The programme for Industry Day will contain case presentations and discussion based on them.
Tuesday, 21 August
|9:00am||Opening, welcome, goals for the day. Hannu Kokko, Nokia.|
|9:15am||Agile architecture in the large. Juha Tukkinen, NVIDIA.|
|10:30am||Pragmatic architecture management in agile software development projects.
Max Packalen, Nitor Creations.
|11:15am||MongoDB, Redis and distributed architecture: experiences of a SaaS startup.
Ville Lautanala, Flowdock.
|1:30pm||Renewal of Napa software GUI technologies and architecture
with language legacy transformation and architectural refactoring.
Antti Karanta and Robert Brotherus, Napa.
Presentation slides 1, slides 2, slides 3
|2:30pm||Technical debt: from metaphor to theory and practice.
Philippe Kruchten, UBC.
|4:00pm||Open discussion and wrap-up.
Hannu Kokko, Nokia. Juha Savolainen, Danfoss.
Below there is background information on presentations and presenters.
Renewal of Napa software GUI technologies and architecture with language legacy transformation and architectural refactoring
Antti Karanta, Robert Brotherus, Napa, Finland
Presentation slides 1, slides 2, slides 3
Napa is a world leading software house supplying the marine industry with environmentally friendly solutions for ship design and operation. NAPA’s goal is to maximize safety and efficiency in the marine industry. The core competencies are based on in-depth understanding of 3D product modelling technologies and naval architectural analyses. From the very outset, NAPA has been committed to making 3D product modelling a standard in the ship design industry.
Antti Karanta (M.Sc. Technical Physics) is a software developer / architect at Napa Ltd. In addition to software development he has for over a decade also lectured and taught both in the academia and the industry. In addition to software architectures Antti has strong interest in different programming languages and paradigms and the different ways to think about designing and implementing software systems.
Robert J. Brotherus is software developer/architect with 15 years of experience in development of scientific/ technical software in the academia and industry. He has Ph. Lic. in Computational Chemistry from University of Helsinki laboratory of Physical Chemistry. After moving to industry year 2000 he has worked at in GUI/data-analysis related projects Thermo Scientific, Nokia Research Center and Napa Technology Unit. His present responsibilities include transformation of Napa software legacy GUI codebase to modern GUI-frameworks and languages and architectural maintenance of legacy Fortran codebase. His current interests include GUI architectures, automatic language conversion, metaprogramming and functional programming.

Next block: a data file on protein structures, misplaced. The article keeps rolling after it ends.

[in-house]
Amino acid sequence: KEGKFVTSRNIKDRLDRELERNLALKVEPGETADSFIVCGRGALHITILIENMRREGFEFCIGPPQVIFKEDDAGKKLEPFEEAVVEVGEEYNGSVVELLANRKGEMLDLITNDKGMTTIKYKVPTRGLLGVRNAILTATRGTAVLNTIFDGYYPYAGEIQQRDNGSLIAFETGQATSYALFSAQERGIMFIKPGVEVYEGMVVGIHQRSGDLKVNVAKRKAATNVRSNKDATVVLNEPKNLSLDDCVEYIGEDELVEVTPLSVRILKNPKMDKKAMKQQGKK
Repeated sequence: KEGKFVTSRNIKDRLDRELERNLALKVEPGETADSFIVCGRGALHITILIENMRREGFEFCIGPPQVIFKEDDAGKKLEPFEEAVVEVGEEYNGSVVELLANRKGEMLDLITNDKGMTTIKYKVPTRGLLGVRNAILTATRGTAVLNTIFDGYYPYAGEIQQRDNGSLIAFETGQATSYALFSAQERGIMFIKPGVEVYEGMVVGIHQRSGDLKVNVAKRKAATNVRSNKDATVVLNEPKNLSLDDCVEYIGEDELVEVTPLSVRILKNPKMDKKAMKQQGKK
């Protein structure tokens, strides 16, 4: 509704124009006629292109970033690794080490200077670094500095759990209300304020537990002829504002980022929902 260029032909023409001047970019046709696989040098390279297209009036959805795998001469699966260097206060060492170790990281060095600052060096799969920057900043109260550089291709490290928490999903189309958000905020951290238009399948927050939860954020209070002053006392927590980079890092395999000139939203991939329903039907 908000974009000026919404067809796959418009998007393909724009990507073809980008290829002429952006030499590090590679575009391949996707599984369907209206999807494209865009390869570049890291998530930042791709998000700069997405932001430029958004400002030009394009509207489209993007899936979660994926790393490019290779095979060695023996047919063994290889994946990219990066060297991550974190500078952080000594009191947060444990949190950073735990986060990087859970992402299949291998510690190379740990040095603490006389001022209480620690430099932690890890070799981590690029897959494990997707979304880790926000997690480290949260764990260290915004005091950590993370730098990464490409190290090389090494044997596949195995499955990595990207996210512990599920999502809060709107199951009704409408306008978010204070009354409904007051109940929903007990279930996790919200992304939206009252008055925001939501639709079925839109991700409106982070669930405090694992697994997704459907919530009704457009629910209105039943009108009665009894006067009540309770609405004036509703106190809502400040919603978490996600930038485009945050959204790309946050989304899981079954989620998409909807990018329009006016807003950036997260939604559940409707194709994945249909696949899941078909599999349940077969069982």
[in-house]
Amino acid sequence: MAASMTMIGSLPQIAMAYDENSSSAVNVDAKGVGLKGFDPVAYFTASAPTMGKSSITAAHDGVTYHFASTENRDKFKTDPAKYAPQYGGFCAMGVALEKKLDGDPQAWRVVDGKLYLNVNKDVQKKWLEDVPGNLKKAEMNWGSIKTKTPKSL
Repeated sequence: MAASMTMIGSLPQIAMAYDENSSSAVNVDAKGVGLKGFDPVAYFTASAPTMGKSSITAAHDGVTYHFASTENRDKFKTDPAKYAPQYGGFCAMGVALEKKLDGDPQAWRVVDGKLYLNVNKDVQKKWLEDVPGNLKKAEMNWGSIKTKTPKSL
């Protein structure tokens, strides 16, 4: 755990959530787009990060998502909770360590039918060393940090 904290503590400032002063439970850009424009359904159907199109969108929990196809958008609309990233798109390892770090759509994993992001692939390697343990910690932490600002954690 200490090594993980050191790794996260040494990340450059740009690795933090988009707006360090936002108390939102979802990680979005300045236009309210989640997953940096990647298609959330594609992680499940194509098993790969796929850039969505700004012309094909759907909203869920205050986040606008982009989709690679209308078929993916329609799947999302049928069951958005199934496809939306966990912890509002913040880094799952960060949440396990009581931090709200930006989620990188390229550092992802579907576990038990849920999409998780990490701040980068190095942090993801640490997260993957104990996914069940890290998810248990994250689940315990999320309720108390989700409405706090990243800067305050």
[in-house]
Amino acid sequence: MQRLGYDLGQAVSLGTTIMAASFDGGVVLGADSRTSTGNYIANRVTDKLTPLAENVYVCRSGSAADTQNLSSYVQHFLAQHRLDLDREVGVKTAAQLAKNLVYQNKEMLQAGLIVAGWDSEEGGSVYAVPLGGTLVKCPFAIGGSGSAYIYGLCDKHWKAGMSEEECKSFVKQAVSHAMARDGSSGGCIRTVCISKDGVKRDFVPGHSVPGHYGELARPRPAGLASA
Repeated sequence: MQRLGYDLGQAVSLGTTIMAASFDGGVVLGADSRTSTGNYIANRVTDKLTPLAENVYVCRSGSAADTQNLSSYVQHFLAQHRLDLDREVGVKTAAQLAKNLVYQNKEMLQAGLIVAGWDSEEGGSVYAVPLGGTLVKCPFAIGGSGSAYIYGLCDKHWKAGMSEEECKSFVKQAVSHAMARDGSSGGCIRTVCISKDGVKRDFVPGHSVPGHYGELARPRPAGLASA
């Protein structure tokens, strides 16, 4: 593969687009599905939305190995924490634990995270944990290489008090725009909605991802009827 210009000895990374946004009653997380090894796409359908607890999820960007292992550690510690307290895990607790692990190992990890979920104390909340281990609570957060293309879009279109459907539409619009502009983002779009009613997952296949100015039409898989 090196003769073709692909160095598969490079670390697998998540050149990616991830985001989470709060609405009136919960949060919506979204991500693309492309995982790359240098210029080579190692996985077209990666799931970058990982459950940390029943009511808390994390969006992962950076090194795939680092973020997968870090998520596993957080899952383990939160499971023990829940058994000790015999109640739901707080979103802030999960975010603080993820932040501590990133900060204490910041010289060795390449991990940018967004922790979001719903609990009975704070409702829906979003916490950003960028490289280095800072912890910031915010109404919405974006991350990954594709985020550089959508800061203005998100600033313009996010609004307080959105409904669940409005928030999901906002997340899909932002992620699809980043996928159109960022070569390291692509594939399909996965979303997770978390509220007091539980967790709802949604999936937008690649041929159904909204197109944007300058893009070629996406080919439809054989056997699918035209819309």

Technical debt: from metaphor to theory and practice
Philippe Kruchten, UBC, Canada
The notion of Technical Debt (TD) in software development was introduced in 1992 by W. Cunningham, and since then refined and expanded, notably by S. McConnell in his taxonomy, Martin Fowler with his 4 quadrants, J. Highsmith and I. Gat etc. As a convenient metaphor to expose many ills of software development, technical debt has received lately a lot of attention from the agile community. As a result of its success as a rhetorical concept, the notion of debt becomes somewhat diluted. Is a visible bug or defect really a kind of technical debt? Are code smells technical debt? Is a new requirement, a new function or feature not yet implemented requirement debt? Is debt only about bad low quality code? How about architectural debt, incurred inadvertently, just because of the passing of time? Can’t we just walk away from the debt? In this presentation, I will organize the technical debt landscape, reconciling it with the notions of changes, improvement and evolution, and propose that economic theoretical models, such as Net Present Value, Total Cost of Ownership, Opportunity Cost, or Real Options Analysis can constitute the framework needed to reason about technical debt.